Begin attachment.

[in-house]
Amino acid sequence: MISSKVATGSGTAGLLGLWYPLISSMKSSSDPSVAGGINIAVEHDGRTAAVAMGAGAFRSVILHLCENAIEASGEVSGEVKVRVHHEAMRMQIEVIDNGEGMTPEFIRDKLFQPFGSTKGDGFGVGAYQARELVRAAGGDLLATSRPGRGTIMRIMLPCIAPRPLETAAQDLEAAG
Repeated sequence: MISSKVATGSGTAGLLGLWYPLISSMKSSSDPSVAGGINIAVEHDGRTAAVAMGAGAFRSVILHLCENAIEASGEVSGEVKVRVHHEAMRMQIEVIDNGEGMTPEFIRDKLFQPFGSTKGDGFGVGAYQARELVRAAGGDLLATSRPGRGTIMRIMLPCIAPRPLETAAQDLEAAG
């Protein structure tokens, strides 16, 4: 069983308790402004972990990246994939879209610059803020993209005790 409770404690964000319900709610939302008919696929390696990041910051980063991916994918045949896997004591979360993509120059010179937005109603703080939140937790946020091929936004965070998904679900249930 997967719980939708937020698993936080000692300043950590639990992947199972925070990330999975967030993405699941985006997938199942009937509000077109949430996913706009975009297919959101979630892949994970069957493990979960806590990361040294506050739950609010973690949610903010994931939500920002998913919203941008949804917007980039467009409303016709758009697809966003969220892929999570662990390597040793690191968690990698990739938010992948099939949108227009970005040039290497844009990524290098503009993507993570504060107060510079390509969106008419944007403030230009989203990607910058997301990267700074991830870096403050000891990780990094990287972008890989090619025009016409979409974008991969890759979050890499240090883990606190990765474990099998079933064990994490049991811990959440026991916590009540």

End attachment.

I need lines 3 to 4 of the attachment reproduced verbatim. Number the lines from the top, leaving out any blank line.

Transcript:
Repeated sequence: MISSKVATGSGTAGLLGLWYPLISSMKSSSDPSVAGGINIAVEHDGRTAAVAMGAGAFRSVILHLCENAIEASGEVSGEVKVRVHHEAMRMQIEVIDNGEGMTPEFIRDKLFQPFGSTKGDGFGVGAYQARELVRAAGGDLLATSRPGRGTIMRIMLPCIAPRPLETAAQDLEAAG
């Protein structure tokens, strides 16, 4: 069983308790402004972990990246994939879209610059803020993209005790 409770404690964000319900709610939302008919696929390696990041910051980063991916994918045949896997004591979360993509120059010179937005109603703080939140937790946020091929936004965070998904679900249930 997967719980939708937020698993936080000692300043950590639990992947199972925070990330999975967030993405699941985006997938199942009937509000077109949430996913706009975009297919959101979630892949994970069957493990979960806590990361040294506050739950609010973690949610903010994931939500920002998913919203941008949804917007980039467009409303016709758009697809966003969220892929999570662990390597040793690191968690990698990739938010992948099939949108227009970005040039290497844009990524290098503009993507993570504060107060510079390509969106008419944007403030230009989203990607910058997301990267700074991830870096403050000891990780990094990287972008890989090619025009016409979409974008991969890759979050890499240090883990606190990765474990099998079933064990994490049991811990959440026991916590009540």